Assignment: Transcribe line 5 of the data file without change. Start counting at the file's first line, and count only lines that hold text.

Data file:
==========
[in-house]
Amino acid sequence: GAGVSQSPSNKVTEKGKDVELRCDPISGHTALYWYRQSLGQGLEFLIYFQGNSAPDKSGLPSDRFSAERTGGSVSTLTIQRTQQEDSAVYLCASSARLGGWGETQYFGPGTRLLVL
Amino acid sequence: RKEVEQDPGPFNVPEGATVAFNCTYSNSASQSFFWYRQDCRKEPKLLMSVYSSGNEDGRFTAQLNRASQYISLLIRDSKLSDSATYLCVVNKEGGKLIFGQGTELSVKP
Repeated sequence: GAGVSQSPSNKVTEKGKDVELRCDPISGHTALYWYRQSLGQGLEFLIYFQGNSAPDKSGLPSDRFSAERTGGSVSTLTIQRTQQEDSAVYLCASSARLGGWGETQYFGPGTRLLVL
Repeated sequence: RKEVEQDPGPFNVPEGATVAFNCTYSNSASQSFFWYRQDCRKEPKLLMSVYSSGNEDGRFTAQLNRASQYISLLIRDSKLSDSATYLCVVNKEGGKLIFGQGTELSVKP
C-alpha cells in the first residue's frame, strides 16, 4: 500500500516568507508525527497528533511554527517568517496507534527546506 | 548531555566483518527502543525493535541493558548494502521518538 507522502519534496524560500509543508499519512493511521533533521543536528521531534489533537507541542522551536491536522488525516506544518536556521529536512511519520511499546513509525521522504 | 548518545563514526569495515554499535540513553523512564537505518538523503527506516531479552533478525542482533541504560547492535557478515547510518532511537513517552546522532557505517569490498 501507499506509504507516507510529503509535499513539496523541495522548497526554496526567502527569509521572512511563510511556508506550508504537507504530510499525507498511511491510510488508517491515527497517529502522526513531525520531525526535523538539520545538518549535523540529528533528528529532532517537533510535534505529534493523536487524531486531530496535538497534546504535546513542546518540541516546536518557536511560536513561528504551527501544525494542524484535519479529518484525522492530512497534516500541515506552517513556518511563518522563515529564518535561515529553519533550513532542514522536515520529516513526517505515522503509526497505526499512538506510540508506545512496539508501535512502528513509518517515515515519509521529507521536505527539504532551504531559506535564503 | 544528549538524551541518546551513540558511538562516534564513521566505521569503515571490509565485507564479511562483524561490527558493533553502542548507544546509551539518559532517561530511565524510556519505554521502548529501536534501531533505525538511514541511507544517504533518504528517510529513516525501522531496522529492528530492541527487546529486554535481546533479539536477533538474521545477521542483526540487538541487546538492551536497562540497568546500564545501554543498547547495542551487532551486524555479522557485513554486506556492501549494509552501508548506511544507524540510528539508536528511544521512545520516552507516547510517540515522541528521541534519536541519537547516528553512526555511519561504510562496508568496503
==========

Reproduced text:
Repeated sequence: RKEVEQDPGPFNVPEGATVAFNCTYSNSASQSFFWYRQDCRKEPKLLMSVYSSGNEDGRFTAQLNRASQYISLLIRDSKLSDSATYLCVVNKEGGKLIFGQGTELSVKP